Still, on Thursday, there was a marked change of tone from the health secretary, Matt Hancock, who on Wednesday had brushed aside concerns about vaccine supplies.

“In the last week, we have had a batch of 1.7 million doses delayed because of the need to retest its stability,” Hancock told lawmakers without specifying the source of the doses, “and we have a delay in the scheduled arrival from the Serum Institute of India.”

In April, Britain will concentrate on completing vaccinations of those 50 and above, and those who have medical conditions, as well as administering a second shot to 12 million people who were the first to be treated. That is a priority because the second injection needs to be done within 12 weeks of the first inoculation, Hancock said.

“The problem at the moment is that there is no spare capacity, every single factory that could possibly turn out a vaccine is working 24 hours, seven days a week to try and do that, but inevitably there are problems,” said Jeremy Farrar, director of the Wellcome Trust, a global charitable foundation and a scientific adviser to the British government.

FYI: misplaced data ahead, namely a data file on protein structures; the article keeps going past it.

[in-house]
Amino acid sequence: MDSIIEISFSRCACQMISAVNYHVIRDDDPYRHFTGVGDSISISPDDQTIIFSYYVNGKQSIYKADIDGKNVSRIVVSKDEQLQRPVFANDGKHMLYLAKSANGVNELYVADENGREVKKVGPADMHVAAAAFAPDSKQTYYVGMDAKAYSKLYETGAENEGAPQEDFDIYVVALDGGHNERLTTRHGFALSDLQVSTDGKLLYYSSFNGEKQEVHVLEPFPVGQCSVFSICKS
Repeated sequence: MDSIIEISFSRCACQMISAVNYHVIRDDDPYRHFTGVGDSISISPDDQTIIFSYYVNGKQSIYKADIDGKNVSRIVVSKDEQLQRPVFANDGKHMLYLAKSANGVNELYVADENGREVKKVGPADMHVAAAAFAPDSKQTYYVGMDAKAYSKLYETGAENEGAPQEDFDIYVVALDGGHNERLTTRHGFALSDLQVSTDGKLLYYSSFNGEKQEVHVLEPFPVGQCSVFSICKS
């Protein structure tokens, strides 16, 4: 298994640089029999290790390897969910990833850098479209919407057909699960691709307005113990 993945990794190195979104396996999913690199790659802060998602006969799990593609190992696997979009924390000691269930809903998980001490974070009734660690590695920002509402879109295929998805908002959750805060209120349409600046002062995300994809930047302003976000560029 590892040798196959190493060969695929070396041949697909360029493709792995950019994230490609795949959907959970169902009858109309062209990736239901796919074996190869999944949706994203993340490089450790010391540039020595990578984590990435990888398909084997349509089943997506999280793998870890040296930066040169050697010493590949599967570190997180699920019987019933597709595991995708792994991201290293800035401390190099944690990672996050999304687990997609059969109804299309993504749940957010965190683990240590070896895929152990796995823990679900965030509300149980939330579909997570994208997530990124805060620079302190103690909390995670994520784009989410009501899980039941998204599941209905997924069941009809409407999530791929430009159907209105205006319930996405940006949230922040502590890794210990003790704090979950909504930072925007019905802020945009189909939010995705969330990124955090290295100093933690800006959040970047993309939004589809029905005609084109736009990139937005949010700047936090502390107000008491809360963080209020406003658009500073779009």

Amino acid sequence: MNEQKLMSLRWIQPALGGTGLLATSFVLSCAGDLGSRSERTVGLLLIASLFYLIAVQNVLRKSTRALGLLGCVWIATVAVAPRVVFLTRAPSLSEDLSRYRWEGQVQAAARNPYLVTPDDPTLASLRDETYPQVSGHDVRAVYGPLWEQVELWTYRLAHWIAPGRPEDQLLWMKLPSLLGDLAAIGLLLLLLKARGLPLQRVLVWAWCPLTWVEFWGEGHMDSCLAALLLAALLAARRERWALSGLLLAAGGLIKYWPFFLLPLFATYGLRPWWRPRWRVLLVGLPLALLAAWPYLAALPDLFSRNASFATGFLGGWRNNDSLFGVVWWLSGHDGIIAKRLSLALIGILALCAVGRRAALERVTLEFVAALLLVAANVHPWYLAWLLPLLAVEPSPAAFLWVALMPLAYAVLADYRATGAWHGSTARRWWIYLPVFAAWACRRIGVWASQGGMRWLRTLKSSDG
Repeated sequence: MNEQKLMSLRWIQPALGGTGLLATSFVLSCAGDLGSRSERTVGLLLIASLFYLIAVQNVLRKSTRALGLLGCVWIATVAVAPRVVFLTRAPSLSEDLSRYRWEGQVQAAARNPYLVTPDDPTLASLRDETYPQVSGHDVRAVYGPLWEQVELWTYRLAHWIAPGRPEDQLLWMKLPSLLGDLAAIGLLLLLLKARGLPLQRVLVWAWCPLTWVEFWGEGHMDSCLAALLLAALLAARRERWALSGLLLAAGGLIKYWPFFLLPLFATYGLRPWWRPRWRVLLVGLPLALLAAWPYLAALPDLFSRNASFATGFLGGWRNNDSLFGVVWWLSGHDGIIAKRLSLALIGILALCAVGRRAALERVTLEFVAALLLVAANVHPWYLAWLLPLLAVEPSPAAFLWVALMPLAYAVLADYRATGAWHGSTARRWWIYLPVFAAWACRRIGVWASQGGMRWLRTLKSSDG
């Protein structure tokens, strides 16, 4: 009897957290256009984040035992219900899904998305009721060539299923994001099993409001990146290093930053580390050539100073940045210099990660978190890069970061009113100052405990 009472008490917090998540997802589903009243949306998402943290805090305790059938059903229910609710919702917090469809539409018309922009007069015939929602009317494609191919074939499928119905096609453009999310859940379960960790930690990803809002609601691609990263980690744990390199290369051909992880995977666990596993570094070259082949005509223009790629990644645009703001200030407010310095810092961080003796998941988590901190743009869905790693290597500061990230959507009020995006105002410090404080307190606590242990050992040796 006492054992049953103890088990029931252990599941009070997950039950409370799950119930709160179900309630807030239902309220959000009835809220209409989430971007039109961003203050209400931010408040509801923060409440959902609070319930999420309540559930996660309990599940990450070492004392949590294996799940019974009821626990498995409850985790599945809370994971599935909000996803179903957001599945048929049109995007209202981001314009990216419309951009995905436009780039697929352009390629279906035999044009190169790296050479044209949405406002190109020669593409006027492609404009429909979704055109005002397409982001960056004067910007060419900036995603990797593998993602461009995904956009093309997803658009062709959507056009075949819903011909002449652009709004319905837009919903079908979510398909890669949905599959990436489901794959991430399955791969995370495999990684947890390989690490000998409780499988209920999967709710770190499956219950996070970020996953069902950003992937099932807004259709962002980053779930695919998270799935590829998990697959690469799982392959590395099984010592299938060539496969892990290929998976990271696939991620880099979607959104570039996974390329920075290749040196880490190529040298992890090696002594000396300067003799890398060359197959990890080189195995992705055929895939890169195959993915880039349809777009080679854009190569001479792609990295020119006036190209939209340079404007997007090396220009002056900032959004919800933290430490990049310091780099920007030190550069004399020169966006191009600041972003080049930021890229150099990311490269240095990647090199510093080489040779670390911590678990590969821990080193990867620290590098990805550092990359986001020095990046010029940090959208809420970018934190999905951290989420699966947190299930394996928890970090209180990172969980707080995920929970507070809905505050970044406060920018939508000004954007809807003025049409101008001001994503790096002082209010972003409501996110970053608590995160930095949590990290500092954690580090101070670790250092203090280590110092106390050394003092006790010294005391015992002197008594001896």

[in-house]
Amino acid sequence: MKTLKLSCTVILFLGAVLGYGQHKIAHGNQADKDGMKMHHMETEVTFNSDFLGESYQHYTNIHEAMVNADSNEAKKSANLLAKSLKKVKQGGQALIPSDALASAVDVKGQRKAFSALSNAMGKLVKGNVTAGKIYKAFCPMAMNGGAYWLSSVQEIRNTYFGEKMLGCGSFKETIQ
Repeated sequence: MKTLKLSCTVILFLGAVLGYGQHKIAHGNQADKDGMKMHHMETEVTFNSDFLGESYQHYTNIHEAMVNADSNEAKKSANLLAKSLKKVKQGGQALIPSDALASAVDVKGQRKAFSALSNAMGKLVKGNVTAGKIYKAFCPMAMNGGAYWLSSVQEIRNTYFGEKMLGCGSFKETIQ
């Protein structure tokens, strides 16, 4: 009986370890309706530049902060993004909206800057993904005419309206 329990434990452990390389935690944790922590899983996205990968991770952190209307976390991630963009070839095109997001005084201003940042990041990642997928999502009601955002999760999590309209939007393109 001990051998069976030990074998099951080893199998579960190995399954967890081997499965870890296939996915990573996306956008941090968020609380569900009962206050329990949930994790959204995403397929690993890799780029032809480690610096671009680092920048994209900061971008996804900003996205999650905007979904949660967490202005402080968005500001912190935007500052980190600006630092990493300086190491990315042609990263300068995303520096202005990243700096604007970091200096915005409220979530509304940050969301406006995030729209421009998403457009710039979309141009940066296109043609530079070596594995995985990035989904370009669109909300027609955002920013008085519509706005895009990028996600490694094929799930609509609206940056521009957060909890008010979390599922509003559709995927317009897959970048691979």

What must be avoided is “this idea of export controls and nationalism,” Farrar said. “Contracts need to be honored,” he added.

Holding that line looks increasing hard. Adar Poonawalla, CEO of the Serum Institute of India, told the BBC that his company had been permitted to export 50% of the 95 million doses of the AstraZeneca vaccine it produces.

“Having said that, the government wanted to scale up its vaccination drive, they needed the maximum volumes they could get from us,” he said. “And that is why I had to send out a message to all our partners that were expecting more doses in these two to three months only that they would be facing a few delays.”

In a statement, the company said that “5 million doses had been delivered a few weeks ago to the U.K., and we will try to supply more later, based on the current situation and requirement for the government immunization program in India.”

At a news conference Thursday, Johnson was careful not to criticize the Indian government, saying that it “hasn’t stopped any export, there is a delay,” something he attributed to “various technical reasons.”